Questions on dual citizens’ ownership of mass media firms surface at House hearing
MANILA, Philippines — As the citizenship of ABS-CBN chairman emeritus Eugenio “Gabby” Lopez III is questioned amid the network’s bid for a 25-year franchise, questions on whether or not dual citizens should be allowed to own mass media companies in the country surfaced.
Ako Bicol Rep. Alfredo Garbin raised this question during his interpellation at the joint hearing of the House committee on legislative franchises and the committee on good government and public accountability on ABS-CBN’s franchise.
Under Article XVI, Section 11 of the 1987 Constitution, “the ownership and management of mass media shall be limited to citizens of the Philippines, or to corporations, cooperatives or associations, wholly-owned and managed by such citizens.”
“Undeniably Gabby Lopez is a natural-born citizen but he’s also an American citizen by virtue of a jus soli principle applied in American law. Ang tanong ho (The question is), whether a dual citizen can own a mass media company,” said Garbin.
In his interpellation, Bayan Muna Rep. Carlos Zarate said that dual citizens are also Filipinos under the Constitution.
Thus, in the case of Gabby Lopez, Zarate said he is allowed to take part in the operations of ABS-CBN.
“Kung mayroon man tayong question bakit ang dual citizen ay nagmamay-ari ng isang media company na under sa ating Constitution ay sinabi doon Filipino citizen, probably that’s the duty of this Congress—to craft a law if we want to,” Zarate said.
(If we have questions on why dual citizens are allowed to own a media company despite being stated in the Constitution that they are Filipinos, probably that’s the duty of this Congress to craft a law if we want to.)
“But habang ito ang kaayusan na umiiral ngayon na walang distinction na sinasabi ang ating Saligang Batas at pinapayagan ang dual citizenship lalo’t higit siya ay natural-born Filipino…at kung walang pagdududa na siya ay natural-born Filipino, hindi natin pwedeng sabihin na bawal habang walang batas na nagbabawal,” the lawmaker added.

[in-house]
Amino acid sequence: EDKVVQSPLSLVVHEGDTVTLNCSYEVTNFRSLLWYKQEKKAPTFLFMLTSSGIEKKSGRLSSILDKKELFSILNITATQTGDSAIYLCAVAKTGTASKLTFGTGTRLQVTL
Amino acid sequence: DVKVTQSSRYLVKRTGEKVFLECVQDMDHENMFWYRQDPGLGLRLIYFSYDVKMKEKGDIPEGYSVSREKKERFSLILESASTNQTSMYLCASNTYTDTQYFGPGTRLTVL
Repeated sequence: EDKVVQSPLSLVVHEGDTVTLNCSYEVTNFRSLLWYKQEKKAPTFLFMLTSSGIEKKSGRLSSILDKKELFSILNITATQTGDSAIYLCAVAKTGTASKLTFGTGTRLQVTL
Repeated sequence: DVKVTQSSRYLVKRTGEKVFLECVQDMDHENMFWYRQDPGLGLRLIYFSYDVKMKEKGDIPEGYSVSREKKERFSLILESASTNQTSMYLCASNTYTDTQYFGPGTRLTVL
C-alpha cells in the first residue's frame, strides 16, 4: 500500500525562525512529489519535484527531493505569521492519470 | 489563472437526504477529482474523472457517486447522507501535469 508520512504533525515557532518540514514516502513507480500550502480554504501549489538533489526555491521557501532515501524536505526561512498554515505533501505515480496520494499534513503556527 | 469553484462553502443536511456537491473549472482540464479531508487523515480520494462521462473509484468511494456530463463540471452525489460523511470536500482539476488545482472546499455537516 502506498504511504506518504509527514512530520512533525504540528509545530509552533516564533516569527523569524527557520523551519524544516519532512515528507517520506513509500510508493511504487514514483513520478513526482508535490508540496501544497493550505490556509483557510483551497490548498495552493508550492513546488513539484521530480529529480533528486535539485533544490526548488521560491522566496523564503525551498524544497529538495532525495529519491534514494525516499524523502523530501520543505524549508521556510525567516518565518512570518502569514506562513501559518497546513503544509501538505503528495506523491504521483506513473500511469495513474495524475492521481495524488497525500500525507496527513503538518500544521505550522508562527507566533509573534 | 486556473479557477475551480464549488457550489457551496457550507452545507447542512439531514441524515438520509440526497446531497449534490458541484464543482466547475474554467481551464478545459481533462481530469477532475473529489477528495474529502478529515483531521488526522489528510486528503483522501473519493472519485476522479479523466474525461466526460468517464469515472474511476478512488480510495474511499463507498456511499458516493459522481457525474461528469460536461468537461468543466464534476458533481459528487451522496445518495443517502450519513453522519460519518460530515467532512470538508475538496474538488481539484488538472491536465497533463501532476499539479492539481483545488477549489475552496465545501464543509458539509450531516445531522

(But while this is what is in place right now and there is no distinction in the Constitution and dual citizenship is allowed, especially for natural-born Filipinos… and if there is no doubt that he is a natural-born Filipino, then we cannot say they are not allowed because there is no law that prohibits them.)
A roaming topic of conversation during the hearing was the definition of dual citizenship. Is it 50-50?
Garbin, who is a lawyer by profession, told INQUIRER.net in a phone interview that it is not the case.
“There is no such thing as 50-50. There is no such thing as 50 percent American, 50 percent Filipino,” Garbin said.
Further, Garbin said that under the Dual Citizenship Law, those who re-acquired their Philippine citizenship shall have the right to vote in a national election, shall have the right to move land and property in the Philippines, and engage in business as a Filipino.
“These are also dual citizens under the Dual Citizenship Act. If these benefits are given to those who re-acquired their Filipino citizenship—meaning they’ve lost their citizenship—then how much more to a natural-born citizen who never lost his or her citizenship such as Gabby Lopez?” Garbin said.
Cagayan de Oro City 2nd District Rep. Rufus Rodriguez earlier told INQUIRER.net that Lopez is a dual citizen of the Philippines and The United States.
Rodriguez explained that since Lopez was born in the United States in 1952, he is an American citizen by virtue of jus soli citizenship—or by virtue of birth on the soil—which is used there.
Further, Rodriguez said that Lopez was born by Filipino parents, making him a Filipino under the jus sanguinis citizenship—or by virtue of blood—under the 1935 Constitution, which was the Philippine law in place during Lopez’s birth.
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